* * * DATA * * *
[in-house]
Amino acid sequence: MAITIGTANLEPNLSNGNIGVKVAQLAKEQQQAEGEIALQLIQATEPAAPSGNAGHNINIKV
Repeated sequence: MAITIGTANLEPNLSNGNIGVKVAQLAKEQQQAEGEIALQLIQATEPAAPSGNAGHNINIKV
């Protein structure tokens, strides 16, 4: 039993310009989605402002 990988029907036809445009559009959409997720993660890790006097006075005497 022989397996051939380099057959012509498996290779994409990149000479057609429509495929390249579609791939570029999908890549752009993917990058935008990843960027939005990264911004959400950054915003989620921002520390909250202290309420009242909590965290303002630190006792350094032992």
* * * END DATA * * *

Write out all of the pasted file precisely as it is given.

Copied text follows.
[in-house]
Amino acid sequence: MAITIGTANLEPNLSNGNIGVKVAQLAKEQQQAEGEIALQLIQATEPAAPSGNAGHNINIKV
Repeated sequence: MAITIGTANLEPNLSNGNIGVKVAQLAKEQQQAEGEIALQLIQATEPAAPSGNAGHNINIKV
């Protein structure tokens, strides 16, 4: 039993310009989605402002 990988029907036809445009559009959409997720993660890790006097006075005497 022989397996051939380099057959012509498996290779994409990149000479057609429509495929390249579609791939570029999908890549752009993917990058935008990843960027939005990264911004959400950054915003989620921002520390909250202290309420009242909590965290303002630190006792350094032992």